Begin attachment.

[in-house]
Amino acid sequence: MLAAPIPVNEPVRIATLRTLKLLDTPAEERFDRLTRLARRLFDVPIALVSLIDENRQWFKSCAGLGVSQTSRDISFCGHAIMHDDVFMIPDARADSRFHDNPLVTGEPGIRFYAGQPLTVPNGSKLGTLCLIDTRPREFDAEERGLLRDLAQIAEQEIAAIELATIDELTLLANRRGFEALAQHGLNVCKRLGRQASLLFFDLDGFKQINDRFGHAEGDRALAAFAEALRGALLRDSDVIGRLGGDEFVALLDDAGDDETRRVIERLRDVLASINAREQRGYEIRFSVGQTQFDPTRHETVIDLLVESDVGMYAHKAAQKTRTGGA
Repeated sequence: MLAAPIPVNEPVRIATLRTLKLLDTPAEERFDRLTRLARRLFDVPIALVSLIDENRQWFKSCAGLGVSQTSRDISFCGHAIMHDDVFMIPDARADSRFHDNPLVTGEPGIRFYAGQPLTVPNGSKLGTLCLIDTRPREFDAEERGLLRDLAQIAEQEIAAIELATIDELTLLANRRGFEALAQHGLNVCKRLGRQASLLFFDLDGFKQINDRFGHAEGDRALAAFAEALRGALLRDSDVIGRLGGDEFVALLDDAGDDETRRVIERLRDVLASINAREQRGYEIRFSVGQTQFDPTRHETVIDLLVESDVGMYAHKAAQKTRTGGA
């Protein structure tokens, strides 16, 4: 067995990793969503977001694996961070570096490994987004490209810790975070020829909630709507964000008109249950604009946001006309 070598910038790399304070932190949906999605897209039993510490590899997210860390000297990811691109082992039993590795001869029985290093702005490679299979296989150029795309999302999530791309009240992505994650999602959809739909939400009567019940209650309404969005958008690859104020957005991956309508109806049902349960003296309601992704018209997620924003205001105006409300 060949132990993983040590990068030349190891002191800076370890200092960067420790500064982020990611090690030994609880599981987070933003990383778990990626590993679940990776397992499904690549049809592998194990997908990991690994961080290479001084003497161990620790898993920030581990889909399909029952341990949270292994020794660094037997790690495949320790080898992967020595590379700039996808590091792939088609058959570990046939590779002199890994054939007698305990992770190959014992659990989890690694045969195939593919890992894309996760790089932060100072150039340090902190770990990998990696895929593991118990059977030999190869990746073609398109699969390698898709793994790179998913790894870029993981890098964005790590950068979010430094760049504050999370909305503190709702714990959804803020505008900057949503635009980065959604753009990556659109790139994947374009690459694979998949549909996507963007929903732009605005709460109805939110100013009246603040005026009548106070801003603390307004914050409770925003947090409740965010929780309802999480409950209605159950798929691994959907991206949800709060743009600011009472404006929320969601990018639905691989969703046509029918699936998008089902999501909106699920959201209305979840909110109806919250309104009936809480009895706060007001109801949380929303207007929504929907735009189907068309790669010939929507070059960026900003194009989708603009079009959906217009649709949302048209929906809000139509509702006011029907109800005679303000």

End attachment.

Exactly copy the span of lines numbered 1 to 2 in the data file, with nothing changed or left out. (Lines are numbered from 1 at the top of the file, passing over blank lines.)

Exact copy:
[in-house]
Amino acid sequence: MLAAPIPVNEPVRIATLRTLKLLDTPAEERFDRLTRLARRLFDVPIALVSLIDENRQWFKSCAGLGVSQTSRDISFCGHAIMHDDVFMIPDARADSRFHDNPLVTGEPGIRFYAGQPLTVPNGSKLGTLCLIDTRPREFDAEERGLLRDLAQIAEQEIAAIELATIDELTLLANRRGFEALAQHGLNVCKRLGRQASLLFFDLDGFKQINDRFGHAEGDRALAAFAEALRGALLRDSDVIGRLGGDEFVALLDDAGDDETRRVIERLRDVLASINAREQRGYEIRFSVGQTQFDPTRHETVIDLLVESDVGMYAHKAAQKTRTGGA